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Find me! Call DAP at 214.350.7678 or email rene@dallasaudiopost.com. Also check out echocollectivefx.com for custom sfx, and tonebenders.net for my podcast.

Saturday, September 8

impromptu voiceover mic shootout

During a session this past week a voice talent friend of mine named Nick Alexander happened to have his set of Neumann TLM 103s with him for a different project.

We had a moment after the session was over to grab some random copy and run a quickie shootout.

First I set up our standard AT4050, Nick's TLM103, and my DIY Austin Ribbon Mic with the three membranes as parallel as I could get them. 

With the mics set, I had Nick stand about 8 inches away and centered up so that we could get the most fair test of the three at the same time.  I'd typically mic a voiceover slightly closer than we did here - though Nick did lean in near the end and work some proximity effect.

We read some random copy both in a regular and kind of laid back style, and then a bit more in a louder, more upbeat style - and we were joking around a bit throughout.  I kept rolling as we had a casual conversation for a minute or so after reading from the script.

All of the mics ran into a rack of John Hardy M1 preamps.  The ribbon mic went through a cloudlifter as well in order to better match the impedance to what the M1s offer and to help match the gain to the much hotter output of the condensers.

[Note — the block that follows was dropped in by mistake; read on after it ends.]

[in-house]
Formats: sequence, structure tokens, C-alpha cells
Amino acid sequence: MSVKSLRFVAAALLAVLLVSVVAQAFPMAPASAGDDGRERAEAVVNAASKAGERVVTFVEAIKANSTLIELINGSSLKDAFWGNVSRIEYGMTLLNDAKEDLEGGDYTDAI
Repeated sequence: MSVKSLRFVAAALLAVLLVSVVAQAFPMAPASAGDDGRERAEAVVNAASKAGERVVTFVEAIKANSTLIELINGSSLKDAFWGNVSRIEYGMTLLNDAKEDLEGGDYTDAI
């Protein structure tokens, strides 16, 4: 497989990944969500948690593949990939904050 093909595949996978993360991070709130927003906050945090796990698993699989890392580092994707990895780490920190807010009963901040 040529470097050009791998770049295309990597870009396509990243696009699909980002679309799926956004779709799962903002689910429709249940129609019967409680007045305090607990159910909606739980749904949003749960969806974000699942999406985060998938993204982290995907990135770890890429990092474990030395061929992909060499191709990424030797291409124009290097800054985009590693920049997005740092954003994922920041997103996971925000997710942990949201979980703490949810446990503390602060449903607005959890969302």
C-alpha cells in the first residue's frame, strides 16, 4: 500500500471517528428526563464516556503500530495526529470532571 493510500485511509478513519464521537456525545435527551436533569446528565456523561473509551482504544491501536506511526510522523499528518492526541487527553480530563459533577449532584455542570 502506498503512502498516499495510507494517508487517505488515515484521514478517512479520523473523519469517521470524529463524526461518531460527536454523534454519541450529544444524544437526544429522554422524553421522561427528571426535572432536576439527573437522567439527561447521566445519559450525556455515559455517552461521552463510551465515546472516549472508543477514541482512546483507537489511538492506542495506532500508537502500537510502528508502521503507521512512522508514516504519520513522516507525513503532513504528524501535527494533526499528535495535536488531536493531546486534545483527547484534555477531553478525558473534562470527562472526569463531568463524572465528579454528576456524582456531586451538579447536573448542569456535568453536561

Here's a photo of the preamp settings that matched up the outputs.  The 4050 is channel 1, the TL103 is channel 2, and the Austin Ribbon (post cloudlifter) is channel 3:

Both the 4050 and the TLM103 had very similar output levels, and the ribbon was still 15 db or so softer than them even after the cloudlifter pre-boosted its signal by 20 db.

so given all of the setup, here's are the final recordings (downloadable via soundcloud)

 after a couple of listens, here are my thoughts:

The ribbon mic was its own beast - pretty thick and wooly and the p-pops would actually flutter  rather than pop.  In my opinion that recording would need a good bit of work to really fly.  Mostly just handling all of the low end that was masking a lot of the rest of the spectrum.  The mic kind of smoothed out the transients in a different way than the other two did, and kind of had a natural analog compression to it, which I liked.

Both the 4050 and the TLM103 are very good sounding mics and very smooth across the frequency spectrum.  The TLM103 is not quite as bright as the 4050 but I certainly wouldn't rate the 4050 as harsh in any way.  In fact, I'd probably say that the 4050 was the most detailed of the three - which really showed through when Nick was rustling the pages of his script a bit.

The 4050 makes a recording that cuts through music with less manipulation, while the TLM103 makes a recording that likes to stand alone a little more.

I thought both mics flattered Nick's voice and worked with both reads well.

1 comment:

Mary said...

Cool post Rene. I so wish I understood sound as well as you do.